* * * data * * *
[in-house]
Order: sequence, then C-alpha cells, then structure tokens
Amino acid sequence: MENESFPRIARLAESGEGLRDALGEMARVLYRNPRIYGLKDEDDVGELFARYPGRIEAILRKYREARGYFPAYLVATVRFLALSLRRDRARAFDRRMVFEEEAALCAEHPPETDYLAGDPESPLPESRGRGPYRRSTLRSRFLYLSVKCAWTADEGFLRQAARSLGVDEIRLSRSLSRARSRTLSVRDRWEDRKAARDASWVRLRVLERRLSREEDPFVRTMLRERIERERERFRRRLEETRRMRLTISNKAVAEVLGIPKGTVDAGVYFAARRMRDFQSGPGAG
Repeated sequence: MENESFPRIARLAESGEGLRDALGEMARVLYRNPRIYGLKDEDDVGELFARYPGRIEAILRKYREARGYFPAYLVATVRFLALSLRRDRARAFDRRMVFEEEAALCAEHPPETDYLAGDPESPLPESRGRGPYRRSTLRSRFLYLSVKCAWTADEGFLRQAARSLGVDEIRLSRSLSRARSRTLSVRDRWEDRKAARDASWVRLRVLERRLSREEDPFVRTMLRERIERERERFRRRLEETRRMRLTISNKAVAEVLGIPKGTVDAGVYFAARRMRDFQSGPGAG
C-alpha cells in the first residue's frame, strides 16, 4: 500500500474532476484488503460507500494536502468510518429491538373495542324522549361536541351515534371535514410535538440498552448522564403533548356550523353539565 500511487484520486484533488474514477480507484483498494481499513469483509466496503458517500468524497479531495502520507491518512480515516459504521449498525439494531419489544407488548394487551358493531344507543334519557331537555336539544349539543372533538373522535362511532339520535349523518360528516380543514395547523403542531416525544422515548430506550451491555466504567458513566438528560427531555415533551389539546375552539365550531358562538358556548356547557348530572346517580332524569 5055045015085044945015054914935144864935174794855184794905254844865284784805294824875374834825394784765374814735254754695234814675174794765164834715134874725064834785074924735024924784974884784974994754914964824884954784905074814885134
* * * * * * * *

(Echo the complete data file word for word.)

[in-house]
Order: sequence, then C-alpha cells, then structure tokens
Amino acid sequence: MENESFPRIARLAESGEGLRDALGEMARVLYRNPRIYGLKDEDDVGELFARYPGRIEAILRKYREARGYFPAYLVATVRFLALSLRRDRARAFDRRMVFEEEAALCAEHPPETDYLAGDPESPLPESRGRGPYRRSTLRSRFLYLSVKCAWTADEGFLRQAARSLGVDEIRLSRSLSRARSRTLSVRDRWEDRKAARDASWVRLRVLERRLSREEDPFVRTMLRERIERERERFRRRLEETRRMRLTISNKAVAEVLGIPKGTVDAGVYFAARRMRDFQSGPGAG
Repeated sequence: MENESFPRIARLAESGEGLRDALGEMARVLYRNPRIYGLKDEDDVGELFARYPGRIEAILRKYREARGYFPAYLVATVRFLALSLRRDRARAFDRRMVFEEEAALCAEHPPETDYLAGDPESPLPESRGRGPYRRSTLRSRFLYLSVKCAWTADEGFLRQAARSLGVDEIRLSRSLSRARSRTLSVRDRWEDRKAARDASWVRLRVLERRLSREEDPFVRTMLRERIERERERFRRRLEETRRMRLTISNKAVAEVLGIPKGTVDAGVYFAARRMRDFQSGPGAG
C-alpha cells in the first residue's frame, strides 16, 4: 500500500474532476484488503460507500494536502468510518429491538373495542324522549361536541351515534371535514410535538440498552448522564403533548356550523353539565 500511487484520486484533488474514477480507484483498494481499513469483509466496503458517500468524497479531495502520507491518512480515516459504521449498525439494531419489544407488548394487551358493531344507543334519557331537555336539544349539543372533538373522535362511532339520535349523518360528516380543514395547523403542531416525544422515548430506550451491555466504567458513566438528560427531555415533551389539546375552539365550531358562538358556548356547557348530572346517580332524569 5055045015085044945015054914935144864935174794855184794905254844865284784805294824875374834825394784765374814735254754695234814675174794765164834715134874725064834785074924735024924784974884784974994754914964824884954784905074814885134